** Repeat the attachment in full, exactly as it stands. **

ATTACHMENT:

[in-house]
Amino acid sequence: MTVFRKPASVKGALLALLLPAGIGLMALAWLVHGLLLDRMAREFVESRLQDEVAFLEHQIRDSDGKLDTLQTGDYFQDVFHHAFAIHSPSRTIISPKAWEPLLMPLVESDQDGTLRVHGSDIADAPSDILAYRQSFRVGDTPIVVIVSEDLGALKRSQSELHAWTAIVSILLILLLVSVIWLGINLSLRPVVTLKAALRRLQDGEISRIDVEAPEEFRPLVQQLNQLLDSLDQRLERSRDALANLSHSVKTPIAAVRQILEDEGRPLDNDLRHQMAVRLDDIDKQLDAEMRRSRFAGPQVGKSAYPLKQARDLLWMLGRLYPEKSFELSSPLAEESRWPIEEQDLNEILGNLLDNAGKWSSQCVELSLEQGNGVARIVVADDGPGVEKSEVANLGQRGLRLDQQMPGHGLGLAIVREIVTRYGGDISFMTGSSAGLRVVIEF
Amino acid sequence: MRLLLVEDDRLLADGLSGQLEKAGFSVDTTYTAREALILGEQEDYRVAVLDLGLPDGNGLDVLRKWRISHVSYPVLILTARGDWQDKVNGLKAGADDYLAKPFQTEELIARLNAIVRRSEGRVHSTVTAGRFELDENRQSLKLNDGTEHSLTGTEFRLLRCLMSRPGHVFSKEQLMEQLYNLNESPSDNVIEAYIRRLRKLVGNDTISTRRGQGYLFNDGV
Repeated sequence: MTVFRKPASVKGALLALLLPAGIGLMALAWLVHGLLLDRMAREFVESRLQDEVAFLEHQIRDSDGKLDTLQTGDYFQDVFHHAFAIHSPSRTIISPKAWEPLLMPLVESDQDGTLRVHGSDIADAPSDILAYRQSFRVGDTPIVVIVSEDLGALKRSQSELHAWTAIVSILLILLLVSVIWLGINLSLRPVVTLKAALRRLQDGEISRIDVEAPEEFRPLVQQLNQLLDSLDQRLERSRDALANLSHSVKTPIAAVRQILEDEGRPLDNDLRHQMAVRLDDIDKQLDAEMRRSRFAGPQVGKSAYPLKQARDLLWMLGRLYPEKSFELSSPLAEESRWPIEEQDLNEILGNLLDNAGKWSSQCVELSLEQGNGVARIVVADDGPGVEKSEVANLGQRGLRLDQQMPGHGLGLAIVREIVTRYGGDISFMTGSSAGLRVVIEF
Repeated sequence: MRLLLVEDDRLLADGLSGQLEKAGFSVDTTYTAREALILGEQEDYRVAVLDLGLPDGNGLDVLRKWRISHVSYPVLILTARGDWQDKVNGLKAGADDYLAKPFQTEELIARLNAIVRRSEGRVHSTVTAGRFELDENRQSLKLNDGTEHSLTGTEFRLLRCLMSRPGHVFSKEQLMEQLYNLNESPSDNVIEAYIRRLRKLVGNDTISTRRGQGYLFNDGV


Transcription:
[in-house]
Amino acid sequence: MTVFRKPASVKGALLALLLPAGIGLMALAWLVHGLLLDRMAREFVESRLQDEVAFLEHQIRDSDGKLDTLQTGDYFQDVFHHAFAIHSPSRTIISPKAWEPLLMPLVESDQDGTLRVHGSDIADAPSDILAYRQSFRVGDTPIVVIVSEDLGALKRSQSELHAWTAIVSILLILLLVSVIWLGINLSLRPVVTLKAALRRLQDGEISRIDVEAPEEFRPLVQQLNQLLDSLDQRLERSRDALANLSHSVKTPIAAVRQILEDEGRPLDNDLRHQMAVRLDDIDKQLDAEMRRSRFAGPQVGKSAYPLKQARDLLWMLGRLYPEKSFELSSPLAEESRWPIEEQDLNEILGNLLDNAGKWSSQCVELSLEQGNGVARIVVADDGPGVEKSEVANLGQRGLRLDQQMPGHGLGLAIVREIVTRYGGDISFMTGSSAGLRVVIEF
Amino acid sequence: MRLLLVEDDRLLADGLSGQLEKAGFSVDTTYTAREALILGEQEDYRVAVLDLGLPDGNGLDVLRKWRISHVSYPVLILTARGDWQDKVNGLKAGADDYLAKPFQTEELIARLNAIVRRSEGRVHSTVTAGRFELDENRQSLKLNDGTEHSLTGTEFRLLRCLMSRPGHVFSKEQLMEQLYNLNESPSDNVIEAYIRRLRKLVGNDTISTRRGQGYLFNDGV
Repeated sequence: MTVFRKPASVKGALLALLLPAGIGLMALAWLVHGLLLDRMAREFVESRLQDEVAFLEHQIRDSDGKLDTLQTGDYFQDVFHHAFAIHSPSRTIISPKAWEPLLMPLVESDQDGTLRVHGSDIADAPSDILAYRQSFRVGDTPIVVIVSEDLGALKRSQSELHAWTAIVSILLILLLVSVIWLGINLSLRPVVTLKAALRRLQDGEISRIDVEAPEEFRPLVQQLNQLLDSLDQRLERSRDALANLSHSVKTPIAAVRQILEDEGRPLDNDLRHQMAVRLDDIDKQLDAEMRRSRFAGPQVGKSAYPLKQARDLLWMLGRLYPEKSFELSSPLAEESRWPIEEQDLNEILGNLLDNAGKWSSQCVELSLEQGNGVARIVVADDGPGVEKSEVANLGQRGLRLDQQMPGHGLGLAIVREIVTRYGGDISFMTGSSAGLRVVIEF
Repeated sequence: MRLLLVEDDRLLADGLSGQLEKAGFSVDTTYTAREALILGEQEDYRVAVLDLGLPDGNGLDVLRKWRISHVSYPVLILTARGDWQDKVNGLKAGADDYLAKPFQTEELIARLNAIVRRSEGRVHSTVTAGRFELDENRQSLKLNDGTEHSLTGTEFRLLRCLMSRPGHVFSKEQLMEQLYNLNESPSDNVIEAYIRRLRKLVGNDTISTRRGQGYLFNDGV